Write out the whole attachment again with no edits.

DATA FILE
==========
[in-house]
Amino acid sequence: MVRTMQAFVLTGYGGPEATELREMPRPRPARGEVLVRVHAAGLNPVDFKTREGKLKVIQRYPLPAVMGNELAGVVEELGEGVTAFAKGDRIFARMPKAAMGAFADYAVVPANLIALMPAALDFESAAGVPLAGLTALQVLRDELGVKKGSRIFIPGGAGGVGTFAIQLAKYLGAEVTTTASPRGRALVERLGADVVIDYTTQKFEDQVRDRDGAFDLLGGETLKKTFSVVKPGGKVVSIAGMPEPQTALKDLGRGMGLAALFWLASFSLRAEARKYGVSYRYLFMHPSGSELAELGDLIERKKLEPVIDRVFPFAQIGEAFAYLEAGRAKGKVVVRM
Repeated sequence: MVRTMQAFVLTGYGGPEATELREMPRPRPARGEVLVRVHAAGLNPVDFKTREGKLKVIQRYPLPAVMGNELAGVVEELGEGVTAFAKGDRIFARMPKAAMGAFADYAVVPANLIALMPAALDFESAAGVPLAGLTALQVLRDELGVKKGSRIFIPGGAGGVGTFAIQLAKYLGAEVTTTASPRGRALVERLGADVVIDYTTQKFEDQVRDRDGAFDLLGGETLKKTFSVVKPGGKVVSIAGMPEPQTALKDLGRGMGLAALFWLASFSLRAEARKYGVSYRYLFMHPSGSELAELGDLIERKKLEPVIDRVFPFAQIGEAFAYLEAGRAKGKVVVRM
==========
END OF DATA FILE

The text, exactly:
[in-house]
Amino acid sequence: MVRTMQAFVLTGYGGPEATELREMPRPRPARGEVLVRVHAAGLNPVDFKTREGKLKVIQRYPLPAVMGNELAGVVEELGEGVTAFAKGDRIFARMPKAAMGAFADYAVVPANLIALMPAALDFESAAGVPLAGLTALQVLRDELGVKKGSRIFIPGGAGGVGTFAIQLAKYLGAEVTTTASPRGRALVERLGADVVIDYTTQKFEDQVRDRDGAFDLLGGETLKKTFSVVKPGGKVVSIAGMPEPQTALKDLGRGMGLAALFWLASFSLRAEARKYGVSYRYLFMHPSGSELAELGDLIERKKLEPVIDRVFPFAQIGEAFAYLEAGRAKGKVVVRM
Repeated sequence: MVRTMQAFVLTGYGGPEATELREMPRPRPARGEVLVRVHAAGLNPVDFKTREGKLKVIQRYPLPAVMGNELAGVVEELGEGVTAFAKGDRIFARMPKAAMGAFADYAVVPANLIALMPAALDFESAAGVPLAGLTALQVLRDELGVKKGSRIFIPGGAGGVGTFAIQLAKYLGAEVTTTASPRGRALVERLGADVVIDYTTQKFEDQVRDRDGAFDLLGGETLKKTFSVVKPGGKVVSIAGMPEPQTALKDLGRGMGLAALFWLASFSLRAEARKYGVSYRYLFMHPSGSELAELGDLIERKKLEPVIDRVFPFAQIGEAFAYLEAGRAKGKVVVRM